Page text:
Maintain the Attention of Any Audience
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Maintain the Attention of Any Audience

Engaging the Wandering Mind
New
0.0 (0 ratings)
Instead of using a simple lifetime average, Udemy calculates a course's star rating by considering a number of different factors such as the number of ratings, the age of ratings, and the likelihood of fraudulent ratings.
1 student enrolled
Created by Jason Teteak
Last updated 8/2017
English
Current price: $10 Original price: $50 Discount: 80% off
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Includes:
  • 1 hour on-demand video
  • 5 Supplemental Resources
  • Full lifetime access
  • Access on mobile and TV
  • Certificate of Completion
What Will I Learn?
  • Ask recall questions to help people remember what you have taught them
  • Ask leading questions to help the audience understand what you’re saying
  • Ask relevance questions so the audience can apply what you’re presenting
  • Ask expertise questions to tap the audience’s own knowledge
  • Define the learning styles
  • Use the agree and see if you’re right technique
  • Give targeted directionals
View Curriculum
Requirements
  • Make sure you download the workbook to help you follow along.
Description

You have to show your audience that in order to get the information they’ve come to hear, they have to listen to you. This advice seems deceptively obvious. I tell it to people who’ve come to me for presentation advice and they nod in agreement, as if to say, “Got it.” But they haven’t.

In his book Brain Rules, John Medina cites research that suggests after about ten minutes of listening to a particular topic, people’s minds wander. No presentation can be a success if you can’t get and keep your audience’s attention, but you may have searched in vain for a method.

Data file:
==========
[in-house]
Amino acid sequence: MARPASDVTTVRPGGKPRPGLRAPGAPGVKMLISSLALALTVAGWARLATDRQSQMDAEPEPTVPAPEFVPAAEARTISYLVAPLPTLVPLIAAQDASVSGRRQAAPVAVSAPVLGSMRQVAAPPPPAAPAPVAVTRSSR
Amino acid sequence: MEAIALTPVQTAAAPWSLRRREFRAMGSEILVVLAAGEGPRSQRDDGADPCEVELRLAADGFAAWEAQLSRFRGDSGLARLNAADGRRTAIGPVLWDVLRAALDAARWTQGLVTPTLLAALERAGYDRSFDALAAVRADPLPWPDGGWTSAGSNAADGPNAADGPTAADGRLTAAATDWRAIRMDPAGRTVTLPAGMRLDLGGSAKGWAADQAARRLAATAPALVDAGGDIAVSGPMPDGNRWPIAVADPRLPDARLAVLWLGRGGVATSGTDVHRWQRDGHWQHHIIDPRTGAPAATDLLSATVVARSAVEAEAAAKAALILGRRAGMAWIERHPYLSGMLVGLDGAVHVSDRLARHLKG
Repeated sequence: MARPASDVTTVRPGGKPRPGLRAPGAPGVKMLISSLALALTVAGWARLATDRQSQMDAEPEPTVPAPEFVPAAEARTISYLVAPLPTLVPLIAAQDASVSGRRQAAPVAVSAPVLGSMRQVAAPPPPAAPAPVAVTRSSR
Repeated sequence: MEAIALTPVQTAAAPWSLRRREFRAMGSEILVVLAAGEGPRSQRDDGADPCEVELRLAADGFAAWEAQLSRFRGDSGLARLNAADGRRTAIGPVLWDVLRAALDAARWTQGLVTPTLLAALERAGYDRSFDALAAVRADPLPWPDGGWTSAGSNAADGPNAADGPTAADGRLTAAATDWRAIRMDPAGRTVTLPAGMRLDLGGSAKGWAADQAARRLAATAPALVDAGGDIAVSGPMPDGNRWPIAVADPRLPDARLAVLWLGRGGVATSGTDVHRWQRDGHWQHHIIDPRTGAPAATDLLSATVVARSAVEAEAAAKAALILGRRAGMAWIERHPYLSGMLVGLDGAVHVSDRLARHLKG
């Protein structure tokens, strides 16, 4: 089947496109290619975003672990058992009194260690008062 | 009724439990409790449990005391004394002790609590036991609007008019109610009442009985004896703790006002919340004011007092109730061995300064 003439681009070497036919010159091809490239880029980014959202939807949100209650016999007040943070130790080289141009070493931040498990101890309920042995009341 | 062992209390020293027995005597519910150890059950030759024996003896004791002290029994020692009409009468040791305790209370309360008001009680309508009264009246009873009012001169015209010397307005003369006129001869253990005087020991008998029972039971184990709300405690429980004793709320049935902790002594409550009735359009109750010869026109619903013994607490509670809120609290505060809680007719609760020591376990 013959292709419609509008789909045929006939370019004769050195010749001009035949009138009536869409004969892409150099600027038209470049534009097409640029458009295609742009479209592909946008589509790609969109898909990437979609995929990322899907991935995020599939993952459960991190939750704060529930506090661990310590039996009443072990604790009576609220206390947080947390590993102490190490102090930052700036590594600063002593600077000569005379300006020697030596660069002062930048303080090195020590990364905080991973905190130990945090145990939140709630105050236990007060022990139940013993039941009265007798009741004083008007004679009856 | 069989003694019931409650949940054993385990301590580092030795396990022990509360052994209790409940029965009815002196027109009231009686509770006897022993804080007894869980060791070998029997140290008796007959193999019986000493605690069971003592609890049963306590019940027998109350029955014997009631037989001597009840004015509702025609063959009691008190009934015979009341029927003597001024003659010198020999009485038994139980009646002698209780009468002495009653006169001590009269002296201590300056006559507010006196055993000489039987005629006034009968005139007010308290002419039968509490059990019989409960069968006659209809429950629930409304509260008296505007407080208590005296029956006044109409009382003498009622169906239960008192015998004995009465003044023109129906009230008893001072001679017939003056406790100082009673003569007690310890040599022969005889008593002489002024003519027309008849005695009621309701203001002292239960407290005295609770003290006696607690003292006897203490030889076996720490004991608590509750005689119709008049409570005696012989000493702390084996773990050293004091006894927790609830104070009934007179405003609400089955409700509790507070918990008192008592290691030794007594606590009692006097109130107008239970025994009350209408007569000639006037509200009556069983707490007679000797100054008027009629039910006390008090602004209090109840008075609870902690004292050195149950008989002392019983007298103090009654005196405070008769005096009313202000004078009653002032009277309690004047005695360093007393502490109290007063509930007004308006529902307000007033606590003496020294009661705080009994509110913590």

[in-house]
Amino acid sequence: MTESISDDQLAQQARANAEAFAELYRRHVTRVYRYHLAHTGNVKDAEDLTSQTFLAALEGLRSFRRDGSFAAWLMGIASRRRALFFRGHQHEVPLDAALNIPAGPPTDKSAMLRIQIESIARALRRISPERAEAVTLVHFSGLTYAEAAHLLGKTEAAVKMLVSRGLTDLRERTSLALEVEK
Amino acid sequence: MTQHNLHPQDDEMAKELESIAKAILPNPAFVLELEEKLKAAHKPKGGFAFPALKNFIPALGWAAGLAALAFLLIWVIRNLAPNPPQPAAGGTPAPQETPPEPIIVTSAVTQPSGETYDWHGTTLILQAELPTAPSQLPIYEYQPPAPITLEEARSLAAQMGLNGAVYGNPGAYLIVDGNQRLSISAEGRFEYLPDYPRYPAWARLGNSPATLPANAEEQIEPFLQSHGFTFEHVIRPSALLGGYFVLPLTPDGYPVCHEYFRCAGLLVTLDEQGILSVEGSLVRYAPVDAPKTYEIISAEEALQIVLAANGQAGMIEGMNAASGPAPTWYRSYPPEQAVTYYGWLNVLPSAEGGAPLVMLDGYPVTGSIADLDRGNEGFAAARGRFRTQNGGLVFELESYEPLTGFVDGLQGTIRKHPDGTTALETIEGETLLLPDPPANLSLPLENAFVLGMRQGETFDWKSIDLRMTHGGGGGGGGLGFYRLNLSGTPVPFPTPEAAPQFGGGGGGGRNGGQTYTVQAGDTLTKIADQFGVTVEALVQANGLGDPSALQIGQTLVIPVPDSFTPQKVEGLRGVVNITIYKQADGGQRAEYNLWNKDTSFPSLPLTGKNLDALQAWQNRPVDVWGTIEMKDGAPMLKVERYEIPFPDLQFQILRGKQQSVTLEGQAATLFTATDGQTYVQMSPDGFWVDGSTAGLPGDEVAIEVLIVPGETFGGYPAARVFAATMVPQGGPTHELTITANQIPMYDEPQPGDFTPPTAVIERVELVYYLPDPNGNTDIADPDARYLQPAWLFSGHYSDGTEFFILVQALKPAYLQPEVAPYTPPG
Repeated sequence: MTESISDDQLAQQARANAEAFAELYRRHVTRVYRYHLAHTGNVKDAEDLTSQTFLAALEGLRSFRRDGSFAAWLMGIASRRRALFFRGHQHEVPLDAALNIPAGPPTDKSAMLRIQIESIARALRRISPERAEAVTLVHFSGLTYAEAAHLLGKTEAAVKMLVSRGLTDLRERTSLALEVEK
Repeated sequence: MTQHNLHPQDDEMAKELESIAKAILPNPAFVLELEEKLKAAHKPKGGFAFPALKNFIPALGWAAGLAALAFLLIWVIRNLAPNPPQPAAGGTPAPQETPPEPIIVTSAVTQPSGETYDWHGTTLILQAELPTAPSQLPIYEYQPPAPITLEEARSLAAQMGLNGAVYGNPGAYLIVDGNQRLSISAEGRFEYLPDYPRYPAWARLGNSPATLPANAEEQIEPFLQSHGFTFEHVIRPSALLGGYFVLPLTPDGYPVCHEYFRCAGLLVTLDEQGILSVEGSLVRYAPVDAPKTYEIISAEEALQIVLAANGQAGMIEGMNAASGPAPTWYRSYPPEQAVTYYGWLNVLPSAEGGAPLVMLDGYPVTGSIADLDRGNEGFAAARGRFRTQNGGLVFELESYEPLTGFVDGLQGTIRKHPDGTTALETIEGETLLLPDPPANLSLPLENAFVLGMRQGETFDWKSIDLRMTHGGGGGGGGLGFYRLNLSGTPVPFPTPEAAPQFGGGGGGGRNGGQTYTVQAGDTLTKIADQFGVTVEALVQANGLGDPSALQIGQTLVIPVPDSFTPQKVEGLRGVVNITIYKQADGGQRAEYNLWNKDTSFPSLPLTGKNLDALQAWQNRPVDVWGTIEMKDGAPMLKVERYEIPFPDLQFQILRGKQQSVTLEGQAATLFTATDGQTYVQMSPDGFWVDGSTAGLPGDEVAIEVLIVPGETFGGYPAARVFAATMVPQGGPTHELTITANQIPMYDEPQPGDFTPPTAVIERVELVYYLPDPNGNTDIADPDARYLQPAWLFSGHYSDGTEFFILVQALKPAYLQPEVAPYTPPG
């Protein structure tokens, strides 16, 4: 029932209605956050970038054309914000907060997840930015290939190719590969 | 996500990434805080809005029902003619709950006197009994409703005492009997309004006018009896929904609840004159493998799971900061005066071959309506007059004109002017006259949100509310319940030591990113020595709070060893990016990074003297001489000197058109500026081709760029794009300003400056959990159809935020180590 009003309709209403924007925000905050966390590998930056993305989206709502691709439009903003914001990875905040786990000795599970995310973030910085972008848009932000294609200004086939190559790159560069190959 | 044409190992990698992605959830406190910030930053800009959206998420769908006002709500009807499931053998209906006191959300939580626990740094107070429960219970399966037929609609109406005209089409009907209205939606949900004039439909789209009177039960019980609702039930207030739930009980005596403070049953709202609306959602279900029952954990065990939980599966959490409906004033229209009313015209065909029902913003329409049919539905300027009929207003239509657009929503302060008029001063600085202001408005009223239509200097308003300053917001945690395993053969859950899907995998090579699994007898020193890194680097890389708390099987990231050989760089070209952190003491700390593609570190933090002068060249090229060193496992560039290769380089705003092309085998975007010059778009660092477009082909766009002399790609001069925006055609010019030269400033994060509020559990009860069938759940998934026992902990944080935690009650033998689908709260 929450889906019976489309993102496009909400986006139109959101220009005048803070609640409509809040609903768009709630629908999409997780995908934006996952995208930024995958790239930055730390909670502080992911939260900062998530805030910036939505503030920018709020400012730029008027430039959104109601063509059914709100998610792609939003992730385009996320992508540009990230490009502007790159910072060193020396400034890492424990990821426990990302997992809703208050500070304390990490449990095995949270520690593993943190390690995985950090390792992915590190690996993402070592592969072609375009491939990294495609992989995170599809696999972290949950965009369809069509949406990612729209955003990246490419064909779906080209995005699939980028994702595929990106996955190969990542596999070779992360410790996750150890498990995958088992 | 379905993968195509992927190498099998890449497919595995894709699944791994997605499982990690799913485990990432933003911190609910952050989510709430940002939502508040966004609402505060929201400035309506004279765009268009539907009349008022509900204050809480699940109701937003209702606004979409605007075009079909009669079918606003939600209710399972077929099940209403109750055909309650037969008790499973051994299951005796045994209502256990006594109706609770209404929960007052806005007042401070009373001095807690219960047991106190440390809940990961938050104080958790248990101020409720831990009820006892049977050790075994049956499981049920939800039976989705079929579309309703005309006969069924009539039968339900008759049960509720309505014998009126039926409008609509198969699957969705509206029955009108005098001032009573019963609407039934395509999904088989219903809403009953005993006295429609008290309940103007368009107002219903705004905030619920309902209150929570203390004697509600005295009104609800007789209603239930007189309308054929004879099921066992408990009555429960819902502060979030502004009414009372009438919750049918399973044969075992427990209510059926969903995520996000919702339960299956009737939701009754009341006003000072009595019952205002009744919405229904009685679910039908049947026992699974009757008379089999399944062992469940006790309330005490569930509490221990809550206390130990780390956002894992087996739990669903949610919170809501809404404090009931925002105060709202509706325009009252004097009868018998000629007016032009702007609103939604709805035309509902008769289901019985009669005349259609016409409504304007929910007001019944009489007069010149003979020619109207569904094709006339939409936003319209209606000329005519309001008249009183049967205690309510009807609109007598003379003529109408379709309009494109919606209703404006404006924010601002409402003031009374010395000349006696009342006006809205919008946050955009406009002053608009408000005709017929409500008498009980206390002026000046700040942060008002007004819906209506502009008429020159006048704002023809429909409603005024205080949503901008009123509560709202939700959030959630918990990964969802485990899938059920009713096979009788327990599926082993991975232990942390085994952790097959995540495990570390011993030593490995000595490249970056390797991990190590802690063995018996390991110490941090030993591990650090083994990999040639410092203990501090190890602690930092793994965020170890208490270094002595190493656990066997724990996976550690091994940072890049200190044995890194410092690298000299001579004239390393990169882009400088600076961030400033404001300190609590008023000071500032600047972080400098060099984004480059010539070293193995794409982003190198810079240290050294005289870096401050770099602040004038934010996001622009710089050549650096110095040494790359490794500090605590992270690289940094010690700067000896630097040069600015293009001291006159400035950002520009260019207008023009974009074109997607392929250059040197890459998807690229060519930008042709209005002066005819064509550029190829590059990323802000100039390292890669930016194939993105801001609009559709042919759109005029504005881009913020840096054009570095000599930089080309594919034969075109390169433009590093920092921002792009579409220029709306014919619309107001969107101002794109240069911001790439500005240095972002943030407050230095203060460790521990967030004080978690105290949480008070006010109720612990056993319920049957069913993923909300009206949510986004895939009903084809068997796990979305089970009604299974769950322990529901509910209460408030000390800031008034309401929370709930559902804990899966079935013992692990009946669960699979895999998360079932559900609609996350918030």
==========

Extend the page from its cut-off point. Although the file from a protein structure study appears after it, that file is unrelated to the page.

Who is the target audience?
  • Trainers
  • Teachers
  • Sales professionals
  • Project leads
  • Managers
  • Entrepreneurs
  • HR managers
Compare to Other Presentation Skills Courses
Curriculum For This Course
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Introduction
1 Lecture 06:53

You have to show your audience that in order to get the information they’ve come to hear, they have to listen to you. This advice seems deceptively obvious. I tell it to people who’ve come to me for presentation advice and they nod in agreement, as if to say, “Got it.” But they haven’t.

Preview 06:53
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Ask the Right Questions
2 Lectures 21:53

Ask recall questions to help people remember what you have taught them

“Do you remember the number one reason why audiences are hooked?” When I ask this question in a presentation, or on the page, I engage you. Whether you respond in your mind or aloud, you answer the question, and presto! I have your attention again. Why? Because when I asked you to remember, the left side of your brain was forced to work. That’s powerful. 

Ask leading questions to help the audience understand what you’re saying

In Bloom’s Taxonomy, a classification of learning objectives, synthesis is defined as “Compiling information in a different way by combining elements in a new pattern or proposing alternative solutions.”

A question that inspires synthesis accesses the right side of the brain. 

Ask relevance questions so the audience can apply what you’re presenting

When an audience isn’t hearing anything that seems useful, they become bored, stop paying attention, and think why bother?